The Quick Start Guide for Beginning Weightlifting

The Quick Start Guide for Beginner Weight Training Program

Weight training is one of the best ways to lose fat and build muscle. It’s not just a way to look better or feel better, but it will actually make your life easier. If you are interested in losing weight, then you must do something about it! You need to get started right away because if you don’t, you’ll never see results.

So what should you do?

Well, that depends on what kind of person you are. For some people, they might want to go slowly with their weight training. They may even want to avoid doing any heavy lifting at all until they’ve built up enough strength so that they can lift heavier weights without getting injured. These people would probably benefit from starting out with lighter weights and building up gradually over time. Other people like myself tend to be very active and enjoy going outside a lot while exercising regularly. I’d rather train hard when I have the opportunity, but if I’m working out during my free time, then that’s okay too. My main goal is to keep fit and stay healthy so that I can live longer and continue to work out whenever possible.

If you fall into the second category, then you’re probably wondering why you haven’t been able to lose weight yet. Perhaps you think it’s because your diet isn’t strict enough or maybe your exercise habits aren’t good enough. The truth is that it’s probably a combination of things. And while exercise is one of the main ingredients to a healthy lifestyle, your diet plays an equally important role. As a beginner, you don’t want to consume too many calories since this will cause you to gain weight rather than lose it.

If you’re working out 6 days per week and eating enough food to feed an army then there’s a good chance that you’re just going to keep getting bigger and bigger. This isn’t to say that you should completely deprive yourself either. Maintaining a proper diet is just as important as your exercise routine so you don’t want to go too overboard and binge on junk food all the time. It is possible to lose weight quickly, but it isn’t going to happen overnight and it doesn’t matter how hard you exercise if you’re eating 5000 calories each day.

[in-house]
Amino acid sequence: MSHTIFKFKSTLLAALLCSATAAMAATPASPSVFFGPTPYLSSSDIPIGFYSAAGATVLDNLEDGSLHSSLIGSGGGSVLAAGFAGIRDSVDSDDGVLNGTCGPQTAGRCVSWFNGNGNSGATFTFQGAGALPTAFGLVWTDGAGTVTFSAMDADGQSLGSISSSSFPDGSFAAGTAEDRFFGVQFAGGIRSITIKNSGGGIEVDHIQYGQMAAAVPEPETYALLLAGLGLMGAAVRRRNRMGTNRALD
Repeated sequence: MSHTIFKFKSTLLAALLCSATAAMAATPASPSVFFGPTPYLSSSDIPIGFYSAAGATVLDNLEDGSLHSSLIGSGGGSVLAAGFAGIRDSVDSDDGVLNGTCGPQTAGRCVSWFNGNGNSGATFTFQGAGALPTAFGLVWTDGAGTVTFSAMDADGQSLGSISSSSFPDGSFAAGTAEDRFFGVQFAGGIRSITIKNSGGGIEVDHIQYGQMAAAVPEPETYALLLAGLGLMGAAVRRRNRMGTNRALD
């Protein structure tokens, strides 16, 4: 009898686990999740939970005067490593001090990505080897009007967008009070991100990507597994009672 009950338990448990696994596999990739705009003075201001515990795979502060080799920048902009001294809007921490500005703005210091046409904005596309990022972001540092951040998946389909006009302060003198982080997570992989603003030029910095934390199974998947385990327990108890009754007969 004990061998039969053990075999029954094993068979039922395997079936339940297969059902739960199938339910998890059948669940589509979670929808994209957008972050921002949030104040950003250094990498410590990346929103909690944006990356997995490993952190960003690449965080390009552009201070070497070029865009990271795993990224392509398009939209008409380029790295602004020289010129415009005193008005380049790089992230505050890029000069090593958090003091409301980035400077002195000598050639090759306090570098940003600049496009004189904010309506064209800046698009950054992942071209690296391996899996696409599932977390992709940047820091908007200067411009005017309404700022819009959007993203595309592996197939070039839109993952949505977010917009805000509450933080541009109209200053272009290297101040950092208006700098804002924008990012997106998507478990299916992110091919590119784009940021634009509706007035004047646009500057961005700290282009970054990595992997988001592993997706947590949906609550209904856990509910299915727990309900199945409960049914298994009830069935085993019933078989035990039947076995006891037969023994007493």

A good rule of thumb that I like to follow is to consume around 12 calories per pound of your current body weight each day. As you go through different periods of your life, your activity levels will most likely change and as a result, so will your caloric intake. For now however, this is a good starting point for people that are just beginning their weight loss routines. If you want to lose weight quickly, then try to stay around this number and try not to exceed it. For those of you that are a bit higher than average, stay around 10 calories per pound of your current body weight.

Now that you have an idea of how many calories you should be consuming each day, you need to figure out how much food that equates to. This part is easy… Well, sort of. You just need to weigh out and portion out your food for the day.

Sources & references used in this article:

Strength Basics: Your guide to resistance training for health and optimal performance by A Bean – 2015 – Bloomsbury Publishing

Starting at the Ground Up: Range of Motion Requirements and Assessment Procedures for Weightlifting Movements by BB Cook, GW Stewart – 1996 – books.google.com

Diachronous uplift of the Tibetan plateau starting 40? Myr ago by BA Bousquet, T Olson – Strength & Conditioning Journal, 2018 – journals.lww.com

World class manufacturing: the next decade: building power, strength, and value by SL Chung, CH Lo, TY Lee, Y Zhang, Y Xie, X Li… – Nature, 1998 – nature.com

Grip strength and hand dominance: challenging the 10% rule by RJ Schonberger – 2010 – books.google.com

Ultimate Olympic Weightlifting: A Complete Guide to Barbell Lifts—from Beginner to Gold Medal by P Petersen, M Petrick, H Connor… – American Journal of …, 1989 – ajot.aota.org

The RoboKnee: an exoskeleton for enhancing strength and endurance during walking by D Randolph – 2015 – books.google.com